Curt Binney, Economic Development Committee Chair, explained that they wanted the Economic Development Committee to be a place where the municipalities and the business community come together with the County, other local governmental entities, and the legislative bodies to talk about economic development issues. He related that they hosted a forum two years ago at the St. Johns River Water Management District to discuss reuse water and water issues in South Lake which they believe would greatly affect their economy. He mentioned that recently the Central Florida Water Initiative came out with a study that indicated they were currently at 94 percent capacity of the aquifer, so reuse and reclaimed water will be important for their economic development in the future. He stated that another initiative was to work with the County’s Economic Development Department to develop a Business Opportunity Center in South Lake, which was then started in North Lake as well, and they were looking at other initiatives, including the Sector Plan and ways to encourage companies to come to South Lake.
Mr. Bucher explained that there were two delegates from each of the eight Chambers of Commerce that made up the Chamber Alliance and who looked at overarching issues at the state and county levels, and he opined that they have done some great things this year. He specified that their marquee event each year is Lake Legislative Days held in Tallahassee, and he commented that he was very proud of the fact that South Lake County is always well represented each year for that event. He reported that the Chamber just voted unanimously in favor of supporting the renewal of the local option gas tax which is used to help fund maintenance of their roads and was a critical funding source that should and must continue because of all of the demands and road traffic in Lake County. He then invited the Commissioners to join him at the front table, and introduced the Commissioners, noting the District they represent.
panel discussion with the commissioners
Mr. Bucher explained that for this segment of the Question and Answer Period, he will ask the Commissioners about three or four questions from their public policy committee members on topics that are currently under discussion or ones that they have addressed this year, some of which relate to the Public Policy Committee Initiatives handout, and then they will try to allow for about ten to fifteen minutes of questions from the floor at the end of the question and answer period. He read the first question which was “South Lake County’s future developments known as the Hills of Minneola and Wellness Way will require significant investment in roads. The BCC recently passed an impact fee ordinance for the South Lake Benefit District to help fund critical road projects with an estimated cost in excess of $18 million. Are these impact fees sufficient to fund their future roads and how will they be implemented as a funding source?”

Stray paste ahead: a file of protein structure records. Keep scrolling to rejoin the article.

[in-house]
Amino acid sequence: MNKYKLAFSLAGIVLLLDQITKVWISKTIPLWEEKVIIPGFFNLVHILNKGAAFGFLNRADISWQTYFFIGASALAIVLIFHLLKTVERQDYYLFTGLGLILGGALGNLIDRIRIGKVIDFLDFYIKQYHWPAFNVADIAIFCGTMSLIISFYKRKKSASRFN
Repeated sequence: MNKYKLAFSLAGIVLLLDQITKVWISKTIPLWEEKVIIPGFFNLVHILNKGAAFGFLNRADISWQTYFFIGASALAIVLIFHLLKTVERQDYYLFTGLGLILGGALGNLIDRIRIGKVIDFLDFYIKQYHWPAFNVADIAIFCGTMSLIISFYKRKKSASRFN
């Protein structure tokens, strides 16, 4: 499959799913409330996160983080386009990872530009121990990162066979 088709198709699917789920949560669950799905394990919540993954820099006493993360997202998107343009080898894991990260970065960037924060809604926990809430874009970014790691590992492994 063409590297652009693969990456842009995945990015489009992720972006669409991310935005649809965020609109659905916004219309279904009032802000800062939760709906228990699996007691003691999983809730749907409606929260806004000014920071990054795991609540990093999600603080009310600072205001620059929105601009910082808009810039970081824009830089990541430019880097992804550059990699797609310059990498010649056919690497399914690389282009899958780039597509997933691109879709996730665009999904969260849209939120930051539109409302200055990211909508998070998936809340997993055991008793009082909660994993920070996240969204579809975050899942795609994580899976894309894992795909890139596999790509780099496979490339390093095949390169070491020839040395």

Commissioner Sullivan related that the County recently changed the impact fee districts, noting that at one time they had more than three districts, and he pointed out that the money could only be spent in the districts. He also indicated that the Board expected to levy a 70 percent impact fee in the South Lake District, which will help to fund the $10 million Lake County is expected to contribute towards the $40 million Turnpike project, and the key to that will also be what they use the penny sales tax for in the future.
Commissioner Parks commented that it was a necessary and good decision to reinstate the impact fees, and he pointed out that there were projects specifically identified in the South Lake district that are dependent on the higher impact fees which are expected to bring in one billion dollars in economic value to Lake County. He stated that they were looking at a portfolio of options as described by the Capital Facilities Advisory Committee which would spread the cost of their roads and transportation across different areas to be borne by both the residents that have been living there and the new residents from the growth that will be coming in. He expressed an intention of moving forward with the renewal of the six cents worth of existing gas tax.
Commr. Conner thanked the Chamber for the resolution regarding the six cents of local option fuel tax, and he commented that the reenactment of the transportation impact fee was something that they did not do on their own. He explained that the BCC wanted to raise revenue without hurting the economy. He opined that they had an incredible and unique opportunity with the Turnpike interchange, which fueled the BCC support of the reenactment of the transportation impact fee, and he assured everyone that they would continue to study data and monitor their growth patterns after reenactment of the fees to make sure the money is there in order to be able to fund their share of that project.